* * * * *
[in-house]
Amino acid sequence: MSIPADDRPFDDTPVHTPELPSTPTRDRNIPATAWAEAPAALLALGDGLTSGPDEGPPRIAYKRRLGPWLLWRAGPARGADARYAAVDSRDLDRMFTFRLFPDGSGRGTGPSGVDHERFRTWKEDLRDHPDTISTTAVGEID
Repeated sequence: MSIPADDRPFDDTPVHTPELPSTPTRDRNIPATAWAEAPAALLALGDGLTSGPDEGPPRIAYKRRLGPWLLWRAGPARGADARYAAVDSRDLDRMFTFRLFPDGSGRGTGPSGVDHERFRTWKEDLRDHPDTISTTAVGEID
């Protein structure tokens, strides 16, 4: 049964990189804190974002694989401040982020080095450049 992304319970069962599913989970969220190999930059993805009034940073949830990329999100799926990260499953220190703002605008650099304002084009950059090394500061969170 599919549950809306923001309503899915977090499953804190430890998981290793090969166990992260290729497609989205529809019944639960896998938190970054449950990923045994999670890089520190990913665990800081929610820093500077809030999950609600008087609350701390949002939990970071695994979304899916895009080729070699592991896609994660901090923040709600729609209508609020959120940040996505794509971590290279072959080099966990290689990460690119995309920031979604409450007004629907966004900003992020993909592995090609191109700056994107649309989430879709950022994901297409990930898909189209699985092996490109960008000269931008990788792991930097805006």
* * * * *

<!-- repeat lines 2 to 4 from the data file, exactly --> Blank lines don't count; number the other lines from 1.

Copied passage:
Amino acid sequence: MSIPADDRPFDDTPVHTPELPSTPTRDRNIPATAWAEAPAALLALGDGLTSGPDEGPPRIAYKRRLGPWLLWRAGPARGADARYAAVDSRDLDRMFTFRLFPDGSGRGTGPSGVDHERFRTWKEDLRDHPDTISTTAVGEID
Repeated sequence: MSIPADDRPFDDTPVHTPELPSTPTRDRNIPATAWAEAPAALLALGDGLTSGPDEGPPRIAYKRRLGPWLLWRAGPARGADARYAAVDSRDLDRMFTFRLFPDGSGRGTGPSGVDHERFRTWKEDLRDHPDTISTTAVGEID
């Protein structure tokens, strides 16, 4: 049964990189804190974002694989401040982020080095450049 992304319970069962599913989970969220190999930059993805009034940073949830990329999100799926990260499953220190703002605008650099304002084009950059090394500061969170 599919549950809306923001309503899915977090499953804190430890998981290793090969166990992260290729497609989205529809019944639960896998938190970054449950990923045994999670890089520190990913665990800081929610820093500077809030999950609600008087609350701390949002939990970071695994979304899916895009080729070699592991896609994660901090923040709600729609209508609020959120940040996505794509971590290279072959080099966990290689990460690119995309920031979604409450007004629907966004900003992020993909592995090609191109700056994107649309989430879709950022994901297409990930898909189209699985092996490109960008000269931008990788792991930097805006």